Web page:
All five of the designers at Elizabeth Eason Architecture are LEED accredited professionals. The firm has achieved Gold and Silver certification for several past projects and is expecting a slew of LEED certifications to come from those currently under construction, including a possible Platinum certification for their Blueberry Ridge Senior Housing project.
Moving Toward Widespread Adoption
Elizabeth Eason and her firm have been leaders in the Knoxville area for high-performance building practices. However, the firm has seen many others shift in its direction. “The things that we were doing in 2003 are now incorporated into best practices,” said Eason. Nonetheless, there are challenges. Training is one, she said. Another is that manufacturers need time to react to new building priorities in their product offerings. “Sometimes a product may be more difficult to get because it hasn’t taken hold in the local market yet,” she said, citing difficulty in finding HVAC units that are small enough for some of projects. “There is sort of a back and forth between the products that become available and the levels of efficiency we are able to reach.”
Over time, Eason expects to add staff to meet a growing demand for her firm’s expertise, driven in part by stricter building codes and an increased interest in energy and water savings. Eason noted that, for the consultants, landscape architects, and engineers her firm works with, “It’s not hard,” to adopt high-performance practices. “It’s the misconception that green design has to cost more that is hard to overcome.” Already, she said, as high-performance building practices move into the mainstream, “We’re finding more and more owners, contractors, and designers who are interested in efficiency.” This bodes well for her firm – and for the rest of us. Since buildings last a long time, making them as efficient as possible from the start can add up to significant energy and cost savings over the years.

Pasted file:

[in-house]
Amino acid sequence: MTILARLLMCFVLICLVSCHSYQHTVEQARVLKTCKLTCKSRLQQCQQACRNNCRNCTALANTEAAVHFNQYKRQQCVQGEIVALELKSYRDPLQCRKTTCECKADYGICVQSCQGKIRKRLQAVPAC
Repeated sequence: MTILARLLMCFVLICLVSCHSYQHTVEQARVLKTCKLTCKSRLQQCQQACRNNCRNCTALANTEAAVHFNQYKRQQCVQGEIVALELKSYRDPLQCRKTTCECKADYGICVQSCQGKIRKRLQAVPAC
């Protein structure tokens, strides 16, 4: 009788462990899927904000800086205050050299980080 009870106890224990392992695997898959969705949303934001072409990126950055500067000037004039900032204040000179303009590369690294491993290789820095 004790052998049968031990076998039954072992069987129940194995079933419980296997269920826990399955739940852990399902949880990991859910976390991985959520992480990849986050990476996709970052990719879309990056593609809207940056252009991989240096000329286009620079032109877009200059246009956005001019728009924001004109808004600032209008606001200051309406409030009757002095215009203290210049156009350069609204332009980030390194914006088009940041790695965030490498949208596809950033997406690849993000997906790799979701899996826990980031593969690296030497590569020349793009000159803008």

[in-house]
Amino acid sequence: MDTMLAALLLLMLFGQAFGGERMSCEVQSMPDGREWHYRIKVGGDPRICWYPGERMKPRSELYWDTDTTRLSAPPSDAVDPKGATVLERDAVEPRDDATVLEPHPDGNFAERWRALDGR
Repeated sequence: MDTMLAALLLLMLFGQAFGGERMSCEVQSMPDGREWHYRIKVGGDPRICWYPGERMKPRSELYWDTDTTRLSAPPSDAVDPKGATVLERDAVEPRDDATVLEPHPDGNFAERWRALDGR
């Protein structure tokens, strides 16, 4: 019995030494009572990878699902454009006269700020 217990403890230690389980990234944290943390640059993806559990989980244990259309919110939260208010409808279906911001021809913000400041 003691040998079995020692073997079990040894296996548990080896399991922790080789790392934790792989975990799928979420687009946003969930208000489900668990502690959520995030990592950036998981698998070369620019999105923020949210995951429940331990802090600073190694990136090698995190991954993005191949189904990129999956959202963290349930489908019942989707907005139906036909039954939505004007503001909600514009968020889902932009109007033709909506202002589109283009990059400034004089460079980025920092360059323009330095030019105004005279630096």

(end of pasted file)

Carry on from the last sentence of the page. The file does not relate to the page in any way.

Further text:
2. Leadership in Energy and Environmental Design (LEED) certification is a standard set by the independent nonprofit U.S. Green Building Council (USGBC). The LEED rating system awards buildings points in various categories – energy and water efficiency, choice of materials, and others – and uses the point totals to rank buildings from uncertified through LEED-certified, silver, gold and platinum (for example, 80 or more points out of a maximum 100 earns a platinum ranking).
3. “Estimated U.S. Energy Use in 2009,” Lawrence Livermore National Laboratory and U.S. Department of Energy (DOE), August 2010. The report measures “primary energy” use – the total amount of energy derived from the input fuels (for example, coal, natural gas and petroleum, or the gravitational potential energy of water built up behind a dam). In cases such as nuclear or wind power, in which primary energy has less physical meaning, a conversion factor is used to equate the energy output to an equivalent amount of primary energy, were that electricity to be generated from fossil fuels.
4. “Breaking Down Building Energy Use,” Jetson Green, August 25, 2009, http://www.jetsongreen.com/2009/08/breaking-down-building-energy-use.html (January 3, 2012).
8. “What LEED Is,” U.S. Green Building Council website, 2011, http://www.usgbc.org/DisplayPage.aspx?CMSPageID=1988 (January 3, 2012).
9. This report gives the world’s building space as 1.5 trillion ft2 as of 2010 - “Global Building Space to Increase by 26% to 178 Billion Square Meters by 2020,” Pike Research, January 24, 2010, http://www.pikeresearch.com/newsroom/global-building-space-to-increase-by-26-to-178-billion-square-meters-by-2020 (January 3, 2012).